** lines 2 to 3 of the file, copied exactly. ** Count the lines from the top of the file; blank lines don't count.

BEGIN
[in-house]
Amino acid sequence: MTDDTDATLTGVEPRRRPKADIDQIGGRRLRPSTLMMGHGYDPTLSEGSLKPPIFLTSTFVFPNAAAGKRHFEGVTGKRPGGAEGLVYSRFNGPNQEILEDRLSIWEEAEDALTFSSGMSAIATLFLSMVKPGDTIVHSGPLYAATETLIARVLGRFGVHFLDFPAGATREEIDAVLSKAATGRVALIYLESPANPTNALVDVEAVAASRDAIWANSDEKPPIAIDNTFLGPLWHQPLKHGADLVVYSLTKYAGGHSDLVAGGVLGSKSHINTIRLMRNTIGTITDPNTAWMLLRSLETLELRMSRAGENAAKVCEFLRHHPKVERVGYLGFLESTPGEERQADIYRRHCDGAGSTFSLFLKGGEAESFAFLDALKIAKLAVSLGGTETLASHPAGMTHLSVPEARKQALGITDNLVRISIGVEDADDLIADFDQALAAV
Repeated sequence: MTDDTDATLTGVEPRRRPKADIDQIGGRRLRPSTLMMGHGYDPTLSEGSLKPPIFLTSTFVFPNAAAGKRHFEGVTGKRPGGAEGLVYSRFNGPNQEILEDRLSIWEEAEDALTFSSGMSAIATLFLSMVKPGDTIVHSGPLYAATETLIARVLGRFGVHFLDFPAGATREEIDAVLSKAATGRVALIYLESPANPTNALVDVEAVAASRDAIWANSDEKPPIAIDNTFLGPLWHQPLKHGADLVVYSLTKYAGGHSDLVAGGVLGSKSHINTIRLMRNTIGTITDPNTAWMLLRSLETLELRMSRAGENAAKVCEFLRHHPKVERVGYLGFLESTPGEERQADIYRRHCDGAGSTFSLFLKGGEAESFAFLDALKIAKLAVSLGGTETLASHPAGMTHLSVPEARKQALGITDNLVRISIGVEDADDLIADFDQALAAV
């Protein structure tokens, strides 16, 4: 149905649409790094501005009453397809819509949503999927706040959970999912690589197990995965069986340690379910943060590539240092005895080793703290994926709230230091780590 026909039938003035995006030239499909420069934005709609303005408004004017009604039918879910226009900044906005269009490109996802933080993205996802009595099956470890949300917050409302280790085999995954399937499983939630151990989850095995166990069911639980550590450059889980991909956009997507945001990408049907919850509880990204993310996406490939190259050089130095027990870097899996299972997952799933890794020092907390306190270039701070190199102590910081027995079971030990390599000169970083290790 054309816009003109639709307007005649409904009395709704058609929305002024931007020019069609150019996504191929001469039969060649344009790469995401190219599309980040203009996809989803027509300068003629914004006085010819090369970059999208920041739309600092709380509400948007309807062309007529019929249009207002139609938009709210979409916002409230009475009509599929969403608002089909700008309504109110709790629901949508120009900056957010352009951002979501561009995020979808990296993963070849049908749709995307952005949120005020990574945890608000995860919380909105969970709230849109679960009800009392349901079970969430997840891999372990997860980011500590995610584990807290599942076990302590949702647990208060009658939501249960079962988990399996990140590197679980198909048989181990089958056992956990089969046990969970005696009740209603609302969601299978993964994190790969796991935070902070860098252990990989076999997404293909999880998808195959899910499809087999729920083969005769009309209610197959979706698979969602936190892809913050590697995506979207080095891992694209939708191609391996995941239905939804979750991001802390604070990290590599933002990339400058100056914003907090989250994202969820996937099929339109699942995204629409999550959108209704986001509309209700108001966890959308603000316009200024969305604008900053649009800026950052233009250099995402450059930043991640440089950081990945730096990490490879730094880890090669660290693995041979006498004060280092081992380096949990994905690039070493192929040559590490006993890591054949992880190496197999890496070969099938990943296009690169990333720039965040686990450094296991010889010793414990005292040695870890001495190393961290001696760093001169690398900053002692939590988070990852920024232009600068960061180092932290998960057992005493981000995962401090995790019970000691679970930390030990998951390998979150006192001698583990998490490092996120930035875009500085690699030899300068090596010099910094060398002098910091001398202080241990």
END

Amino acid sequence: MTDDTDATLTGVEPRRRPKADIDQIGGRRLRPSTLMMGHGYDPTLSEGSLKPPIFLTSTFVFPNAAAGKRHFEGVTGKRPGGAEGLVYSRFNGPNQEILEDRLSIWEEAEDALTFSSGMSAIATLFLSMVKPGDTIVHSGPLYAATETLIARVLGRFGVHFLDFPAGATREEIDAVLSKAATGRVALIYLESPANPTNALVDVEAVAASRDAIWANSDEKPPIAIDNTFLGPLWHQPLKHGADLVVYSLTKYAGGHSDLVAGGVLGSKSHINTIRLMRNTIGTITDPNTAWMLLRSLETLELRMSRAGENAAKVCEFLRHHPKVERVGYLGFLESTPGEERQADIYRRHCDGAGSTFSLFLKGGEAESFAFLDALKIAKLAVSLGGTETLASHPAGMTHLSVPEARKQALGITDNLVRISIGVEDADDLIADFDQALAAV
Repeated sequence: MTDDTDATLTGVEPRRRPKADIDQIGGRRLRPSTLMMGHGYDPTLSEGSLKPPIFLTSTFVFPNAAAGKRHFEGVTGKRPGGAEGLVYSRFNGPNQEILEDRLSIWEEAEDALTFSSGMSAIATLFLSMVKPGDTIVHSGPLYAATETLIARVLGRFGVHFLDFPAGATREEIDAVLSKAATGRVALIYLESPANPTNALVDVEAVAASRDAIWANSDEKPPIAIDNTFLGPLWHQPLKHGADLVVYSLTKYAGGHSDLVAGGVLGSKSHINTIRLMRNTIGTITDPNTAWMLLRSLETLELRMSRAGENAAKVCEFLRHHPKVERVGYLGFLESTPGEERQADIYRRHCDGAGSTFSLFLKGGEAESFAFLDALKIAKLAVSLGGTETLASHPAGMTHLSVPEARKQALGITDNLVRISIGVEDADDLIADFDQALAAV